Typed I diabetes (insulin-dependent diabetes) was once referred to as juvenile diabetes. This chronic condition involves the pancreas producing too little or no insulin, which is a necessary hormone required to allow glucose (sugar) into cells to produce energy for the body. Type I diabetes is different than type II diabetes when the body does not make sufficient insulin or becomes resistant to the hormone.
The condition develops when the body's immune system kills beta cells in the pancreas that are used to make insulin. Some individuals acquire secondary diabetes that is much like Type I diabetes except it is not the body's immune system that destroys the cells but some injury or disease that affects the pancreas.
No cure has yet been found for Type I diabetes. However, doctors can manage the condition. With the right treatment, individuals with the condition can expect to live long lives, which was not always the case.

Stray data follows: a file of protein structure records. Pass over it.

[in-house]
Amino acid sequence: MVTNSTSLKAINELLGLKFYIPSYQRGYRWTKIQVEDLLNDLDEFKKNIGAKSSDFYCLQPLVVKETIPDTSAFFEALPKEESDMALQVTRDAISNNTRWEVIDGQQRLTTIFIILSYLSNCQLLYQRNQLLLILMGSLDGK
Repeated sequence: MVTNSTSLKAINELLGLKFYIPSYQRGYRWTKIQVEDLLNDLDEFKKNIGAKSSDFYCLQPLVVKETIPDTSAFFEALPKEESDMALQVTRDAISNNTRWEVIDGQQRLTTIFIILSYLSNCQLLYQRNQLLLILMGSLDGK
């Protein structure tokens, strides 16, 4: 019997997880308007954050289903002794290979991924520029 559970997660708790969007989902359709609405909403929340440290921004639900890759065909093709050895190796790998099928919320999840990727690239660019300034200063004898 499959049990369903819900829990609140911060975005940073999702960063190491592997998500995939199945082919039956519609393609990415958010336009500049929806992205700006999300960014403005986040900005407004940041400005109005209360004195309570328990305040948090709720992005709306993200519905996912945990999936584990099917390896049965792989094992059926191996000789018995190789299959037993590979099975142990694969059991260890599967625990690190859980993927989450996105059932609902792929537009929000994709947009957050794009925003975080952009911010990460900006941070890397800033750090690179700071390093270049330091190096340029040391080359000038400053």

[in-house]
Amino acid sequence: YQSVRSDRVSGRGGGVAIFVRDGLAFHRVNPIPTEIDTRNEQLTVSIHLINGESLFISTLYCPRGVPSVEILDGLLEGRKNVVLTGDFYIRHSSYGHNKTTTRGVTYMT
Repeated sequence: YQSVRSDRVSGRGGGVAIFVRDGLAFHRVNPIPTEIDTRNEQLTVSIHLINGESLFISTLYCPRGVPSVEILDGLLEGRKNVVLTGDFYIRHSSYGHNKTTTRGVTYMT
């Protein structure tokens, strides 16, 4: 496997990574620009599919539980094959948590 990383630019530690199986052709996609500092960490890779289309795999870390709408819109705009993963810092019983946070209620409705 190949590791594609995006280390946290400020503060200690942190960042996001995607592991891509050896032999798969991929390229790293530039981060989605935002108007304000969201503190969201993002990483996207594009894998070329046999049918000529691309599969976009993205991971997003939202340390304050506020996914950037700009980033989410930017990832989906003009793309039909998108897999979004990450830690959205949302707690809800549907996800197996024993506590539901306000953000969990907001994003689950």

- Why Insulin Is Important
- Who Is at Risk for Type I Diabetes?
- Common Symptoms
- Diagnosing Type I Diabetes
- Type I Diabetes Treatments
Why Insulin Is Important
Insulin is crucial for the body because it moves glucose (sugar) into body tissue to generate glucose fuel into energy. When the beta cells are damaged by the body's immune system, the process is thrown off balance, leading to high blood sugar. Without treatment, it can produce serious complications that include:
- Dehydration – Excess glucose in the bloodstream causes excessive urination, that rids the body of much-needed hydration.
- Unexpected Weight Loss – because the body urinates away much-needed calories, the body cannot absorb the glucose as energy, causing the individual to lose weight.